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Posted April 15, 2014
Will have next part at the book before Attack on the Arena. <p>
So, Sam wasn't a boy. <p>
Sam was a girl from Old London, part of a group of people that were formed in the city by Lou and Samantha themselves, and though they were children when they were brought together, they seemed to take the gang very seriously. Even though their residence was atop a building used for drying laundry, and they had a small shack built by one of the members for shelter in bad weather, they dealt with eachother as if army mates, yet still acted like best friends. I found it slightly humourous that Louis had a friend like her, too. Well, I mean, of course he'd had friends that were girls, but none like HER. <p>
She was tall and muscley, though thin with model-status features. Half her head was shaved, and the hair she did have cascaded in rough but beautiful layers down one shoulder. Her ears had several piercings, and her grungy hipster style said everything her attitude didn't. <p>
"You must be Skylar," she'd snapped right off the bat, glancing me up and down with a disapproving stare. But then she'd smiled, as though she'd changed her mind, and stuck a hand out to me. I shook it carefully, feeling her long fingers curl around my hand firmly. She'd relaxed, gazing lazily with her untelling brown eyes, and I could tell that she knew what she was doing and that she knew that I knew what she was doing. She was calculated, but laid back. I think I liked her, but I wasn't sure yet. <p>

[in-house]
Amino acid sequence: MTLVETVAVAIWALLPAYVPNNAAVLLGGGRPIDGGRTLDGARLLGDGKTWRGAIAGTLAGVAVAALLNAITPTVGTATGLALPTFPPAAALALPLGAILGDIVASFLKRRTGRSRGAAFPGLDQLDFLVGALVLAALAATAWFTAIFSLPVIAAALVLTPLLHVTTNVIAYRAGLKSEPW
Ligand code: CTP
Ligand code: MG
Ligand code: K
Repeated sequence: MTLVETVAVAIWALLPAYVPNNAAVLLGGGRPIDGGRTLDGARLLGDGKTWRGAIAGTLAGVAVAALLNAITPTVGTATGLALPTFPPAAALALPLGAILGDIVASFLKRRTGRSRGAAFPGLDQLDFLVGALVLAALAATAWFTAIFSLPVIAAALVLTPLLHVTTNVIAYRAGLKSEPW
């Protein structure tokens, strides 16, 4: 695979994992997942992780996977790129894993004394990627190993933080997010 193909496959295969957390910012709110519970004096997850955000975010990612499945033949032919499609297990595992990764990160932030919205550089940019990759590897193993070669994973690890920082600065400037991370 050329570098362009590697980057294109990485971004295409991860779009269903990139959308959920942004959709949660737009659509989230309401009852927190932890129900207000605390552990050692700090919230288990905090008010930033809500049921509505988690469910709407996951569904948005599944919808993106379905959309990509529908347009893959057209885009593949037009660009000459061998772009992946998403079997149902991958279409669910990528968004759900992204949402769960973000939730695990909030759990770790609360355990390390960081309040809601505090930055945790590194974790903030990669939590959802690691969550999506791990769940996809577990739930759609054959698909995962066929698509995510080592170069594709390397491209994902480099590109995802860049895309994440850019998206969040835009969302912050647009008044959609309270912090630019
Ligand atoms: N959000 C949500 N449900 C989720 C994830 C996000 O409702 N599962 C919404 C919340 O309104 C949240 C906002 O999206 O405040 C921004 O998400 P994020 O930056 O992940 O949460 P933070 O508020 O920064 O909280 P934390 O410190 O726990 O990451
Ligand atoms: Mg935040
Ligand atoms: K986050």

And then she'd turned to Lou and morphed into some sort of bubbly, sweet girl, smothering him in a hug and bursting into chatter about things I didn't understand. <p>
The others were interesting as well. There was Trent, a tall, shy boy with very large muscles; Miller, a witty, quick girl who was obviously into dance and literature; Blake, a spontaneous blond kid with a carefree attitude that made you forget he wasn't really your best friend; and Kate, sister to Blake, also blond, a daredevil with a bright personality. And lastly, there was Lyle, the boy who'd distracted the soldier so Lou and I could get away. He hadn't returned yet, but no one was concerned– he'd done this before. <p>
I think I liked them and their hide out, but my mind was too focused on Grandmum. I'd just left her, without a second glance. I kept suffering waves of guilt, and I suddenly wanted my cat and my books more than anything in the world. <br>
Lou was conversing with his old friends again, and they were taking on a more serious note. I tuned in from where I sat on an empty crate against the shack wall, my eyes wandering from face to face where they were circled just in front of me. <br>